My son is very obsessive/compulsive.Right now, I am officially labeling him with Obsessive Compulsive Disorder (OCD) on top of the autism, Tourettes and mood disorder.He’s been this way ever since he’s regressed.Now that he’s verbal, the demands to do something to scratch that itch can be unceasing. And, largely, unobtainable.
“Want to call the Mayor and have the streetlights to blink,” he’ll command.Um, yeah, I’ll get Ms. Stephanie Rawlings-Blake right on that Conor.
“Want to buy an iPod Touch for Mehra,” he’ll demand.(Mehra is a girl from camp a few years back that he developed a crush on.I should say that we last saw Mehra three years ago and have no idea, really, who she is. I’m sure as hell not buying her an iTouch.)
“An iTouch is really expensive, Conor,” we reply. “Want Conor to have a million dollars,” he says in return.Yeah, sure buddy. Better start buying Lottery tickets tomorrow.
“For Christmas, Conor wants a puzzle with 6,000 pieces for Tika,” he wails.It’s June, Conor.And Tika is a character in a book.
“Conor wants to buy a clock for 222 Ridgewood,” he orders.We have no idea who lives at this address, but for some reason he’s totally hot to get in there.They must have one of those “Big Ass” ceiling fans.My boy is crazy for ceiling fans.
Today, my husband and I worked hard for the entire 40 minute drive back from my parents’ house to calm Conor and get him to sit quietly without demanding unobtainable things.These demands often precede a tantrum, so it’s not just that we don’t want to hear what he has to say for 40 minutes straight.We’re trying to head off the tantrum.
I’m actually quite grateful for my son’s language, to be honest.He can tell me he loves me, which he does, and he can tell us where it hurts, at least most of the time.We can have a back-and-forth sometimes, which is nice, but a real conversation is extremely rare.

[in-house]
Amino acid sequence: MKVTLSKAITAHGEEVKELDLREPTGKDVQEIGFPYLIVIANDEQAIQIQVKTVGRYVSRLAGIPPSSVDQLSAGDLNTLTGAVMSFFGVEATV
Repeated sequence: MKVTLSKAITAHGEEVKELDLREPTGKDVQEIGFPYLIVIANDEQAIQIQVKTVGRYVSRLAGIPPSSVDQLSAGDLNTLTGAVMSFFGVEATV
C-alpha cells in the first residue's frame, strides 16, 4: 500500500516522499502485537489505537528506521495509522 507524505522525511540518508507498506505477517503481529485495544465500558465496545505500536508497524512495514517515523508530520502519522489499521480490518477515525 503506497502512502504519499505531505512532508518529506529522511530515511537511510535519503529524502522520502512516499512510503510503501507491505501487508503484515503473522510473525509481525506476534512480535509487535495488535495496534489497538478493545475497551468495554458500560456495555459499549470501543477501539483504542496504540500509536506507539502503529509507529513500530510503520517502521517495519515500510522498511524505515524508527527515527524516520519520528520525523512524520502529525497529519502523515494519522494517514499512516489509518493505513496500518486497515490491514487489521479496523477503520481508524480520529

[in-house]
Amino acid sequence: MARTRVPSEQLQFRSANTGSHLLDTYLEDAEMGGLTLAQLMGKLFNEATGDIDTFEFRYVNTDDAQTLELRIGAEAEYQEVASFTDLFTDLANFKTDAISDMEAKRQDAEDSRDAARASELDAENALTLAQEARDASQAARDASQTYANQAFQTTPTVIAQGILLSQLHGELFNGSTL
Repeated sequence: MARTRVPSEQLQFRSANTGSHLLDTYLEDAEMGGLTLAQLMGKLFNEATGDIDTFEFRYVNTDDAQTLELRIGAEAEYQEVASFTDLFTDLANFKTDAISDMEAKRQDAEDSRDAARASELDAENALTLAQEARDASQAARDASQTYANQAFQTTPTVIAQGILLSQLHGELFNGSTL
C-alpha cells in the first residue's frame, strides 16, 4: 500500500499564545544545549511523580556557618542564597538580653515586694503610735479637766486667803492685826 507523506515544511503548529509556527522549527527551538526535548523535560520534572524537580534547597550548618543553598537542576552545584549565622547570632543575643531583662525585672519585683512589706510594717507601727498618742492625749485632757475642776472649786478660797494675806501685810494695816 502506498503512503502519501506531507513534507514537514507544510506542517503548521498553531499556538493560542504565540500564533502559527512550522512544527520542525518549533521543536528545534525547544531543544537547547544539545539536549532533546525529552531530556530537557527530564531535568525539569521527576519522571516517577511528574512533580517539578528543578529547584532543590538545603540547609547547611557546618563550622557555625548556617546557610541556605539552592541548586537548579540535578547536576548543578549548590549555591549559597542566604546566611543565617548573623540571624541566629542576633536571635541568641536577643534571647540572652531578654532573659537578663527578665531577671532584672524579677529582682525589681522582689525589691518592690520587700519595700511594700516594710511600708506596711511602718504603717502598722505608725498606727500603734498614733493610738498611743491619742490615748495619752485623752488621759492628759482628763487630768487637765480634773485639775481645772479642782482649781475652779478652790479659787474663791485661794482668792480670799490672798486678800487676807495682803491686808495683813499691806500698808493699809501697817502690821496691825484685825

And I know it’s selfish of me to wish Conor would not say these incomprehensible things. I know it is. There are so many parents out there who long for just one or two words, I know I’m being selfish.
So I’ll just have to relish the silence after Conor goes to bed tonight.And hope that, tomorrow, he’ll be able to tell me he loves me.And then be quiet for five minutes.Just five minutes, Con, just give me five minutes to finish my coffee.
You know, I try really hard to be prepared. To keep everything together so that our days go smoothly.
I make lists and post them on the refrigerator. I’ve put together a nightly routine to make sure the morning routine is seamless.
I’m like an Olympic figure skater, I’ve got so many routines. Plug in the iTouch, make the lunch, check the backpack, find the sneakers, fill out the communication book, skip the homework, set out the uniform, check the laundry, drink the wine.
I’ve got calendars and reminders, iPhone apps and alarms beeping at me throughout the day. My sisters know to send email reminders. I call people to follow up and leave voice mails when I can. I’m like a really persistent (but nice) telemarketer.
Sometimes, though, no matter how hard I try, life keeps throwing curveballs at my head and I can’t get out of the way fast enough.
This morning goes seamlessly at first. Get the little kid dressed, breakfasted, and on the bus. (Little kid bus stop is ½ mile away and yes, I drive there.)
Race home to help the hubby get Conor finished. And behold, we are ready to get on the bus fifteen minutes before its intended arrival. I sit on the porch to surf my iPhone and wait for the bus. Conor’s inside, playing the Wii while he waits. Great. Routine, love it.
Five minutes later, my husband comes outside. Bus company called. Bus driver has been in a minor fender bender and the bus will be late. Ok, I say calmly. How late? Don’t know, he replies. They’re waiting for the police.
Ok, it’s Baltimore and we know the po-po doesn’t show up quickly unless there’s a gun involved. We brainstorm with the school and decide to tell Conor the bus is “broken” and we have to drive him to school.
Caterwauling and gnashing of teeth ensue, mostly by Conor. I ramrod him into the backseat of the car and take off, all the while Conor crying, “WANT CONOR TO DRIVE THE ACURA! WANT CONOR TO DRIVE THE ACURA!”
I’m terrified this means he will jump into the front seat with me and slam the car into park or something, but he holds it together. Barely. The longest three miles of my life.
I struggle with this issue almost daily with my son. No matter how much I prepare and organize, no matter how many lists I make or phone calls I place, no one can control everything. He’s got to learn how to roll with things. He just does. Life is unpredictable.
But my kid, he’s no roller. He’s more like a cube. Sometimes you’re able to push him into rolling over, but it ain’t pretty and you can tell it’s uncomfortable. And I’m not sure how you turn a cube into a ball, but we’re just going to have to keep trying.